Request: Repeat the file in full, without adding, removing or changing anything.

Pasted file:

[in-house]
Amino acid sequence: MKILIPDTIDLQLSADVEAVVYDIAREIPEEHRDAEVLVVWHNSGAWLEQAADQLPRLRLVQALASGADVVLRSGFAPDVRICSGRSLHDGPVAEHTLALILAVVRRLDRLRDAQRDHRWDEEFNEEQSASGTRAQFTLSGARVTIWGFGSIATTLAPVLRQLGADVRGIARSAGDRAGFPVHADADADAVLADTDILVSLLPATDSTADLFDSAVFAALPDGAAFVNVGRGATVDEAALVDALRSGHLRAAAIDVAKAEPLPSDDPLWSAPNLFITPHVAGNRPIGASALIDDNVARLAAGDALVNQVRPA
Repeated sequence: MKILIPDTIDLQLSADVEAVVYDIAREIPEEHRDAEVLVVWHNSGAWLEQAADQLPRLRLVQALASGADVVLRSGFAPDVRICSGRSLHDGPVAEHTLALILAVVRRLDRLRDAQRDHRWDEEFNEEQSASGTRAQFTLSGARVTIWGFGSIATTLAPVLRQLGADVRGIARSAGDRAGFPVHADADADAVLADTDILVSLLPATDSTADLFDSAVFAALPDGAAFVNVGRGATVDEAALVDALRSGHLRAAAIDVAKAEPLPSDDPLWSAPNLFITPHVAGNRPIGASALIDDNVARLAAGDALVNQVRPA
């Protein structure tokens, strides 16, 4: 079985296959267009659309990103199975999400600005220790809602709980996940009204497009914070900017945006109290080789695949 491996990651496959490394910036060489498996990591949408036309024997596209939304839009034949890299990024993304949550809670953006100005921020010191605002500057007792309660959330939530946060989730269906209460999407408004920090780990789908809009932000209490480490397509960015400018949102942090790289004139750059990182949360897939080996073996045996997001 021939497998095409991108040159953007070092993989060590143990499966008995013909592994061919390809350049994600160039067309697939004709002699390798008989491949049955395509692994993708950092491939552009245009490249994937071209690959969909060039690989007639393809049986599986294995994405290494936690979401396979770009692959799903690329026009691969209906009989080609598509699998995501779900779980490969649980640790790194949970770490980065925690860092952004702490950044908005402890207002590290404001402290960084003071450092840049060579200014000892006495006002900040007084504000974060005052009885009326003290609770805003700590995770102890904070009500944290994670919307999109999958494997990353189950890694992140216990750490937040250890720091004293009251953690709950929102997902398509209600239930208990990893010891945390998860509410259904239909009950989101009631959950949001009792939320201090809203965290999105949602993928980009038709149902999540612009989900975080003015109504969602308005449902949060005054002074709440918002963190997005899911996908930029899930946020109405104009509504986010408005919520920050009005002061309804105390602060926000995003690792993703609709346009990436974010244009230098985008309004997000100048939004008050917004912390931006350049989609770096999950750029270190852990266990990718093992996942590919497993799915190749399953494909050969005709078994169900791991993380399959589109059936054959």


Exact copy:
[in-house]
Amino acid sequence: MKILIPDTIDLQLSADVEAVVYDIAREIPEEHRDAEVLVVWHNSGAWLEQAADQLPRLRLVQALASGADVVLRSGFAPDVRICSGRSLHDGPVAEHTLALILAVVRRLDRLRDAQRDHRWDEEFNEEQSASGTRAQFTLSGARVTIWGFGSIATTLAPVLRQLGADVRGIARSAGDRAGFPVHADADADAVLADTDILVSLLPATDSTADLFDSAVFAALPDGAAFVNVGRGATVDEAALVDALRSGHLRAAAIDVAKAEPLPSDDPLWSAPNLFITPHVAGNRPIGASALIDDNVARLAAGDALVNQVRPA
Repeated sequence: MKILIPDTIDLQLSADVEAVVYDIAREIPEEHRDAEVLVVWHNSGAWLEQAADQLPRLRLVQALASGADVVLRSGFAPDVRICSGRSLHDGPVAEHTLALILAVVRRLDRLRDAQRDHRWDEEFNEEQSASGTRAQFTLSGARVTIWGFGSIATTLAPVLRQLGADVRGIARSAGDRAGFPVHADADADAVLADTDILVSLLPATDSTADLFDSAVFAALPDGAAFVNVGRGATVDEAALVDALRSGHLRAAAIDVAKAEPLPSDDPLWSAPNLFITPHVAGNRPIGASALIDDNVARLAAGDALVNQVRPA
């Protein structure tokens, strides 16, 4: 079985296959267009659309990103199975999400600005220790809602709980996940009204497009914070900017945006109290080789695949 491996990651496959490394910036060489498996990591949408036309024997596209939304839009034949890299990024993304949550809670953006100005921020010191605002500057007792309660959330939530946060989730269906209460999407408004920090780990789908809009932000209490480490397509960015400018949102942090790289004139750059990182949360897939080996073996045996997001 021939497998095409991108040159953007070092993989060590143990499966008995013909592994061919390809350049994600160039067309697939004709002699390798008989491949049955395509692994993708950092491939552009245009490249994937071209690959969909060039690989007639393809049986599986294995994405290494936690979401396979770009692959799903690329026009691969209906009989080609598509699998995501779900779980490969649980640790790194949970770490980065925690860092952004702490950044908005402890207002590290404001402290960084003071450092840049060579200014000892006495006002900040007084504000974060005052009885009326003290609770805003700590995770102890904070009500944290994670919307999109999958494997990353189950890694992140216990750490937040250890720091004293009251953690709950929102997902398509209600239930208990990893010891945390998860509410259904239909009950989101009631959950949001009792939320201090809203965290999105949602993928980009038709149902999540612009989900975080003015109504969602308005449902949060005054002074709440918002963190997005899911996908930029899930946020109405104009509504986010408005919520920050009005002061309804105390602060926000995003690792993703609709346009990436974010244009230098985008309004997000100048939004008050917004912390931006350049989609770096999950750029270190852990266990990718093992996942590919497993799915190749399953494909050969005709078994169900791991993380399959589109059936054959």